Minneapolis Climate Plan Fails to Serve Black, Low-Income Neighbourhoods
What was greeted seven years ago as a groundbreaking local climate action plan in Minneapolis is now being flagged as a source of racial division in the city where the death of George Floyd, a black man killed by a white police officer, sparked massive protests and renewed attention to police brutality across the United States.
“Hailed by environmentalists, the plan—one of the first passed by a major U.S. city—included reforms on issues ranging from energy efficiency to waste management,” writes E&E News, in a post republished by Energy News Network. “But activists say the effort launched without a critical component: the input of Minneapolis’ minority and low-income communities,” including African-American and American Indian voices.
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And ultimately, “despite efforts to correct the problem, critics say the initial lack of inclusion laid the groundwork for a climate policy that doesn’t adequately address the needs of these same communities—many of which will be disproportionately affected by the consequences of a warming planet.”
E&E casts the program as “a reminder of a long-standing racial divide within the urban environmental movement and the work that still needs to be done to bring about the societal change necessary to address climate change.”
“The big picture is, how do we make marginalized communities part of the solution to global warming?” said long-time local activist Michael Chaney, co-founder of Family of Trees, a non-profit that restores tree canopies and has planted an ironwood tree in Floyd’s honour. The group works with heat-stressed neighbourhoods in north Minneapolis, a part of town with mostly African American-owned homes, businesses, and rental properties.
“Until we do, how do you think by any stretch of the imagination that you’re bending the curve?” Chaney added. “You don’t have the numbers, you don’t have the population, you don’t have the communities.”
After leaving minority and low-income communities out of the program development process, E&E says Minneapolis hastily formed an environmental justice working group that gave the 2013 climate plan poor marks. While concluding that an effort to address buildings, transportation, and waste was “critically needed” for black and lower-income residents, working group members found “a large number of critical environmental justice concerns missing” from the draft.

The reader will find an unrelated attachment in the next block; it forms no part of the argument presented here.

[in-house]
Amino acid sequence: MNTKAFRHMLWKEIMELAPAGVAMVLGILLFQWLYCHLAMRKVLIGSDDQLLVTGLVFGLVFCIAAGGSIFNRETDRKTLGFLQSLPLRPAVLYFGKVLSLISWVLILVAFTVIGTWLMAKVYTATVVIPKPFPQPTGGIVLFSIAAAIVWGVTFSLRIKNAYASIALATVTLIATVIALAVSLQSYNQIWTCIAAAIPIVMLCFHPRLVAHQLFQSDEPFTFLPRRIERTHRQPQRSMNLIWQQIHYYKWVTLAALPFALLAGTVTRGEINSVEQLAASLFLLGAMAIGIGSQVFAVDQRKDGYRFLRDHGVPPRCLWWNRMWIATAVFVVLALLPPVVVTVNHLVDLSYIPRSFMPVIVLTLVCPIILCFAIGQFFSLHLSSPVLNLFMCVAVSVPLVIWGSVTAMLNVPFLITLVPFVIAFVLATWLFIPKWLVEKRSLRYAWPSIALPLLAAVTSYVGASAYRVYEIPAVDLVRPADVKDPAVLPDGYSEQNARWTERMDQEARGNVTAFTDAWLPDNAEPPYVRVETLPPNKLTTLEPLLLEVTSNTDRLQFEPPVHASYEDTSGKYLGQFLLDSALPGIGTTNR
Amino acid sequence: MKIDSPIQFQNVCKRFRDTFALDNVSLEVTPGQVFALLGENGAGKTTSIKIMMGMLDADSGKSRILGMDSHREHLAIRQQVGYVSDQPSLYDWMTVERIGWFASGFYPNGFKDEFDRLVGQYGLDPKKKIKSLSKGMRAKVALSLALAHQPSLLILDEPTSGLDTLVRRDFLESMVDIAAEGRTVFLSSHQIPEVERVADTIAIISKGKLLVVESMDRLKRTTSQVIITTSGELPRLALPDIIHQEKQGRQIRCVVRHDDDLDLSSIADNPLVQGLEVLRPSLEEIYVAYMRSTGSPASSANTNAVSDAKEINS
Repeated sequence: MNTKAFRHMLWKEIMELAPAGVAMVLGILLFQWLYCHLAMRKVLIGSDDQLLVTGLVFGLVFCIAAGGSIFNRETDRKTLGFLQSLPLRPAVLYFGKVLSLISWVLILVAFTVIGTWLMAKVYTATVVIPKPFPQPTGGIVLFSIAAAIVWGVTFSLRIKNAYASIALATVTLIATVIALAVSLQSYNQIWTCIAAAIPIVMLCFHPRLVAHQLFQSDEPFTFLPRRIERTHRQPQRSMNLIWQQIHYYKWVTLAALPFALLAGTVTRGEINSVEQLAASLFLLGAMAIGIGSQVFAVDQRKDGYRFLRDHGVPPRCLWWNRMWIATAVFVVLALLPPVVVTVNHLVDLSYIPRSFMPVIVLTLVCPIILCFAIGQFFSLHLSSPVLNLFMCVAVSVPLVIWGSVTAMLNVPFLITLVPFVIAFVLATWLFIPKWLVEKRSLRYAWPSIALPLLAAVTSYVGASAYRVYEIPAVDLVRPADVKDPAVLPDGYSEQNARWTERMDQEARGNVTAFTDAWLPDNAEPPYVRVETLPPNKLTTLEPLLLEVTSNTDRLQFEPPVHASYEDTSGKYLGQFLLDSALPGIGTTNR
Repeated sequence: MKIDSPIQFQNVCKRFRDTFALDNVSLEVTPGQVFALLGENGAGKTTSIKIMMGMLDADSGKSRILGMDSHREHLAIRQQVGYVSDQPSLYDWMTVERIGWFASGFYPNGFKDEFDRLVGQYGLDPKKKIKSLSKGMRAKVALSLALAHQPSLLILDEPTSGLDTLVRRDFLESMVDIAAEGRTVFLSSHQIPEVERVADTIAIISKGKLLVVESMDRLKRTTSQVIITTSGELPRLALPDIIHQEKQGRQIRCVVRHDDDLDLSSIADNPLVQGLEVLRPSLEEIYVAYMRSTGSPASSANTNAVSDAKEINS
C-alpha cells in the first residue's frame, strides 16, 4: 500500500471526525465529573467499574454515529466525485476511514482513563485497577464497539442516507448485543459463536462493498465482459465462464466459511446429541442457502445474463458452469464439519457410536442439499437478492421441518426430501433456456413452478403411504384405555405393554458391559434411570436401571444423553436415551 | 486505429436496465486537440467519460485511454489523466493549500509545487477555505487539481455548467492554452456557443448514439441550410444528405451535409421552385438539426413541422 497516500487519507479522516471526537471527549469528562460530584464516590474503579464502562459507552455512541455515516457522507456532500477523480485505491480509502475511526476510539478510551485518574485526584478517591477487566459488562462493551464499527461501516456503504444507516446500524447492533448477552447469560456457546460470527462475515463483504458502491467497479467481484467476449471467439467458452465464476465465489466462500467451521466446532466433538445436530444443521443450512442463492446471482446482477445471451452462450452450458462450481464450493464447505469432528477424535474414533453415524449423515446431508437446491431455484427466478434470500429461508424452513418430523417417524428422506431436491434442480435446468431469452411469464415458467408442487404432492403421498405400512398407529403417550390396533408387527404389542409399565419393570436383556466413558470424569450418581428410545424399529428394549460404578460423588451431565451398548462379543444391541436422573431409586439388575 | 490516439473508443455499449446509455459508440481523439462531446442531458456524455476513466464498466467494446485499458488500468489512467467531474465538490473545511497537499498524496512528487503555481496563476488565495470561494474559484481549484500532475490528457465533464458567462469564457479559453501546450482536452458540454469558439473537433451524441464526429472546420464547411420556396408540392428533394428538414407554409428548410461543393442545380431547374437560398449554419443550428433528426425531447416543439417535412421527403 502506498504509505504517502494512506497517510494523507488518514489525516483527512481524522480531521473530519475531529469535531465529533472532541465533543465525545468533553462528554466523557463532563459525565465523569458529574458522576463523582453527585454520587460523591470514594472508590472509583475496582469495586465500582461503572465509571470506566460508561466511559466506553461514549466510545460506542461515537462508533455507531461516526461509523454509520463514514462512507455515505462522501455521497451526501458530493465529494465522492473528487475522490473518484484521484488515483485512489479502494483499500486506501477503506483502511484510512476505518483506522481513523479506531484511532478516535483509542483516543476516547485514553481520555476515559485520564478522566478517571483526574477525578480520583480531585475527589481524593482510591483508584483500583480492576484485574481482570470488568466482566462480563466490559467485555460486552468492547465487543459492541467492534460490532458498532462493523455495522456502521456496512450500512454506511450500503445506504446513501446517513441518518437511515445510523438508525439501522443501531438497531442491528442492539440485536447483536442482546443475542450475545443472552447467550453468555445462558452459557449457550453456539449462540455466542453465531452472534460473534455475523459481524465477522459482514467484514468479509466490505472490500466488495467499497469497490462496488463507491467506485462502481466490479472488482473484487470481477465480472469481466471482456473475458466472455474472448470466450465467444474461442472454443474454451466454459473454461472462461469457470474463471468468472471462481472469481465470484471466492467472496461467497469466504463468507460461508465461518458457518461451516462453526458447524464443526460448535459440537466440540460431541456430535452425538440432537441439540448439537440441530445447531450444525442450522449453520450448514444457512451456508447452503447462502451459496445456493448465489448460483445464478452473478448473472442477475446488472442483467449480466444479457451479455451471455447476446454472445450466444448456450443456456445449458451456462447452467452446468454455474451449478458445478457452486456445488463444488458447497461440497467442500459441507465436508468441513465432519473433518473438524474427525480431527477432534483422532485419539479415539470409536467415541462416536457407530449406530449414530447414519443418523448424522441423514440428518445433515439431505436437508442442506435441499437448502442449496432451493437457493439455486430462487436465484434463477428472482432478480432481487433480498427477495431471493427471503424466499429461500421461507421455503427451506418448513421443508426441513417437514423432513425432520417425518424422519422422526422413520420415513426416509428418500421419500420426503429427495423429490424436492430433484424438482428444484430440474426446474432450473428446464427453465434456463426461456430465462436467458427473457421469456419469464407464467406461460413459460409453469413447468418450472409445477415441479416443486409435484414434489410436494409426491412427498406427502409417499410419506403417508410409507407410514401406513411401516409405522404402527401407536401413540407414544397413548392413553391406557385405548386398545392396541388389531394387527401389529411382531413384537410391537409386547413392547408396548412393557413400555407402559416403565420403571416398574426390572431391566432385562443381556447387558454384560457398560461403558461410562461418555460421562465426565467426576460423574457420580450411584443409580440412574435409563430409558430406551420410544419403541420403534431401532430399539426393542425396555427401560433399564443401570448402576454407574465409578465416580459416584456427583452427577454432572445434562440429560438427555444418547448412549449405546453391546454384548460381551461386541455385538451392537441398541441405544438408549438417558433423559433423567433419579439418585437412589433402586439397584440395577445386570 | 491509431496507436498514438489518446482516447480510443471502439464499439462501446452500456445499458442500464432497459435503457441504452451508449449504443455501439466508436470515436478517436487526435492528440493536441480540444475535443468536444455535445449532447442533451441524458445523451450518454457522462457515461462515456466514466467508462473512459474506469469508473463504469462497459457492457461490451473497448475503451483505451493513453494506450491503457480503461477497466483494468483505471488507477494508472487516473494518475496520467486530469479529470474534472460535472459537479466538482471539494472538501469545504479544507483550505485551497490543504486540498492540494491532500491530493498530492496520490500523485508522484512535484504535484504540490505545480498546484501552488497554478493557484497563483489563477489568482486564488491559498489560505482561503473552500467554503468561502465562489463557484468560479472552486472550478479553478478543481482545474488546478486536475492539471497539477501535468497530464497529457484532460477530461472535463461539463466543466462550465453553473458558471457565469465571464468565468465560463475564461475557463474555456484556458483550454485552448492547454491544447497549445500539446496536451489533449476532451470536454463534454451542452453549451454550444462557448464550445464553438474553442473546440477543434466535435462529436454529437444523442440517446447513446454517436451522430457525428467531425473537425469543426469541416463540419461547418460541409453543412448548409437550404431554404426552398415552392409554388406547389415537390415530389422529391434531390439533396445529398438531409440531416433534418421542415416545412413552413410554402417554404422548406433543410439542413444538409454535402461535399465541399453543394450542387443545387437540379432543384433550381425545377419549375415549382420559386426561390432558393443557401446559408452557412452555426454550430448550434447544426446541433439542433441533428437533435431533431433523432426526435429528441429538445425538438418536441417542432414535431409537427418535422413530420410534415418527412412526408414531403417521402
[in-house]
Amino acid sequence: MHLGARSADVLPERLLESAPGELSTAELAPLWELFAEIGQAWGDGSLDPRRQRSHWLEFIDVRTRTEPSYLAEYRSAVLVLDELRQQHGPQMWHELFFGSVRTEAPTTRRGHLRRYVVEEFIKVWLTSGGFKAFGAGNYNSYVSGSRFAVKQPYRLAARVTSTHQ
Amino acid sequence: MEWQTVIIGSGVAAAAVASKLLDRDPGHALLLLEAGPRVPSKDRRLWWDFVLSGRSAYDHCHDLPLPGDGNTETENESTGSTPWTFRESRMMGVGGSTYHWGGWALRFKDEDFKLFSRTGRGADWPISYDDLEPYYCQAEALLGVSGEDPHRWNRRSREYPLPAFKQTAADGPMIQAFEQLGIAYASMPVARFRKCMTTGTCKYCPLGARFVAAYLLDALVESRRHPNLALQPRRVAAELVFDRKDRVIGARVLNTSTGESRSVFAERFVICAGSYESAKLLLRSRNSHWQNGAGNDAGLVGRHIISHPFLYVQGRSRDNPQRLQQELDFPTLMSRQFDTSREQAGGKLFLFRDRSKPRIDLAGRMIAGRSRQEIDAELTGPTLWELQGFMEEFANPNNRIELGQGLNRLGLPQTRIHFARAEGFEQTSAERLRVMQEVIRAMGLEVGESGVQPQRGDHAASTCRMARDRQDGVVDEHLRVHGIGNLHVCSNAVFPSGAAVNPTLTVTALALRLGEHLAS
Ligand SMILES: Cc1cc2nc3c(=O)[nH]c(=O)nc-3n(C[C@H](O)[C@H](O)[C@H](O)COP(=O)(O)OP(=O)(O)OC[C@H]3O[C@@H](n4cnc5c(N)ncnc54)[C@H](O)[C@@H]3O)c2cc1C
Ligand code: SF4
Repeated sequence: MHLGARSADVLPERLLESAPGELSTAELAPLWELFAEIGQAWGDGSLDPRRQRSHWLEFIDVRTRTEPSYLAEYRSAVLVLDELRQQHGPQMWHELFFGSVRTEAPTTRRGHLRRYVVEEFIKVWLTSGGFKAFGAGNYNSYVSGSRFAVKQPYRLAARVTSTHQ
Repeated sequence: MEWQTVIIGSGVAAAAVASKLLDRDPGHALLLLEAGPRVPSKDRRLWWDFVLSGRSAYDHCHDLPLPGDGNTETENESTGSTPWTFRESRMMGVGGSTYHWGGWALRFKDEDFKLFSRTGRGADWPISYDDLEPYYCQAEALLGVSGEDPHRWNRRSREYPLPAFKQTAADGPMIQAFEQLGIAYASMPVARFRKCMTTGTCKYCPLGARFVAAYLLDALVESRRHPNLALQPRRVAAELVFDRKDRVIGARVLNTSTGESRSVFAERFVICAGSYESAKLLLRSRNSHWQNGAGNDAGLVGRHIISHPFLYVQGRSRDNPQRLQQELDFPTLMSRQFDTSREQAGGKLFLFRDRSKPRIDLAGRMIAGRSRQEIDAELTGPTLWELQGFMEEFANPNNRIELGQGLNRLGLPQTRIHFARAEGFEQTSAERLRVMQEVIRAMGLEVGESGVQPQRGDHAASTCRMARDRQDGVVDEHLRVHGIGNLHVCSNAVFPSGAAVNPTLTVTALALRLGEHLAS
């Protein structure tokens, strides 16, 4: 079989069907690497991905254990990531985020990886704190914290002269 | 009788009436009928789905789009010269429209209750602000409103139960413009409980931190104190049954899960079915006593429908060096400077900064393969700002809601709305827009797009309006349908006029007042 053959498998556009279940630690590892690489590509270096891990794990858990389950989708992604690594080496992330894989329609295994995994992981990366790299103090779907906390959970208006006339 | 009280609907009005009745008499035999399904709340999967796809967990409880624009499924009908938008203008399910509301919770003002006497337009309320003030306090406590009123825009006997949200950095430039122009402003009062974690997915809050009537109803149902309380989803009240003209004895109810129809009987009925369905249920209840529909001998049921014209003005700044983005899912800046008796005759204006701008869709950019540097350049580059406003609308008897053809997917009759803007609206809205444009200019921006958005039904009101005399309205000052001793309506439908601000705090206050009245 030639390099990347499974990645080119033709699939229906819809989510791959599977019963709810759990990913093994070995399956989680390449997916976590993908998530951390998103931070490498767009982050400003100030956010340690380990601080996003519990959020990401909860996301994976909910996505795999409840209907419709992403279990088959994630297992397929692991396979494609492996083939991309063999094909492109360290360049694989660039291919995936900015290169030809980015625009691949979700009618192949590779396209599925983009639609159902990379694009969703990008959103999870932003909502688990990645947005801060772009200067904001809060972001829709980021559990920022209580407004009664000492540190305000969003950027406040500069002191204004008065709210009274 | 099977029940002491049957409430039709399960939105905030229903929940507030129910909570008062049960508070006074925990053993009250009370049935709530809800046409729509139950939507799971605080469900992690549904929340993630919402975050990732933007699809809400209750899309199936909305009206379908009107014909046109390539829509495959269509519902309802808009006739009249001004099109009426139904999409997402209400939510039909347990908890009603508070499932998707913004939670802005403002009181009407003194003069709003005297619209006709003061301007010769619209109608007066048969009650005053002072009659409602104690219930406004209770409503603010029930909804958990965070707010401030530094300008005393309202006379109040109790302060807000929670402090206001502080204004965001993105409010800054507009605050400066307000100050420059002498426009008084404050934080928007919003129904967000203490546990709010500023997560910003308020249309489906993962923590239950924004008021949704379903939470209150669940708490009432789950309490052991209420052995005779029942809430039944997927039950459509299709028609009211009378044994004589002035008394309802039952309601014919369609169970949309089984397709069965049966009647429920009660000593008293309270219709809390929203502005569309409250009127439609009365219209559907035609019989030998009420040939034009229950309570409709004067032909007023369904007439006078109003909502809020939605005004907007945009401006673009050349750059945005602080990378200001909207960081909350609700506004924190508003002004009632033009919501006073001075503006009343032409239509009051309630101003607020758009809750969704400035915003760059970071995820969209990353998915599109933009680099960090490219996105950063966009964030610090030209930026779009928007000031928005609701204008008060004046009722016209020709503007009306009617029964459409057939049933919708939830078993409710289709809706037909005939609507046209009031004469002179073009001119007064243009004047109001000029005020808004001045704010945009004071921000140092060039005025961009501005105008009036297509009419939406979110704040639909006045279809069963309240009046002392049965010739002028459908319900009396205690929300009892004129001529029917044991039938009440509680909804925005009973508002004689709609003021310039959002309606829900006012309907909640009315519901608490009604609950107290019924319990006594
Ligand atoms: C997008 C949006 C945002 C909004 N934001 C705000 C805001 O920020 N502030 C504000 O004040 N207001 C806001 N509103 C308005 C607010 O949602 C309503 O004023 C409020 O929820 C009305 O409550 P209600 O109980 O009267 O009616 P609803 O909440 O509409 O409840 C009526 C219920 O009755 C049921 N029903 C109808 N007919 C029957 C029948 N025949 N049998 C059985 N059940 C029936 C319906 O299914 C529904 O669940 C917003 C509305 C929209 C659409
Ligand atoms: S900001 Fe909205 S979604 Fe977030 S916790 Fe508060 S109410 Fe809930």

Seven years later, those concerns haven’t been addressed. So they echoed when Minneapolis joined the crowd of cities declaring a climate emergency, even after Mayor Jacob Frey took office in 2017, promised to expand the city’s climate initiatives with more funding to minority and low-income communities, and declared that “climate change and racial justice are intrinsically linked”.
“Activists, particularly in the black community, say the city’s efforts must go beyond the 2013 climate plan,” E&E says.
“My entire life is wrapped around environmental justice, but I think a lot of these ideas come from predominantly white organizations,” said north Minneapolis community organizer and climate campaigner Kristel Porter. Which means they aren’t built to work in communities “already burdened by a legacy of racist practices: mortgage redlining and race-based neighbourhood covenants; underinvestment in parks, green space, and environmental services; chronically low educational achievement; and nagging poverty that keeps people from even purchasing homes, much less retrofitting them for energy efficiency or taking other measures to relieve climate stressors,” E&E adds.
“My daughter and granddaughter live in an apartment completely surrounded by concrete. There’s no trees and no green space to absorb all that heat,” Porter said. “We’re also talking about impervious surfaces and no building setbacks” for respite from heat, noise, and pollution.
Porter also expressed the burnout and utter exhaustion brought to light by so many other African-American voices responding to this moment. “It’s mostly just me going to these meetings, and I need 10 more of me to do the job right,” she told E&E. “We just don’t have the capital, the income, or the education to do that.”
Vivek Shandas, a professor of urban studies and planning at Portland State University, called the Minneapolis climate program “an exemplar of the fundamental structural challenges we’re trying to recognize and unpack” in cities across the U.S., citing three politically progressive municipalities—Minneapolis, Denver, and Portland, Oregon—as having the highest heat differentials between districts that had historically been redlined and those that hadn’t. In some cases, the difference was as high as 12.5°F/7.0°C.
And Porter is living those findings, E&E says. “Whenever the temperature goes up, the meteorologists will say, ‘Our high today was 95 degrees,’ when it’s actually 107 in north Minneapolis,” she said.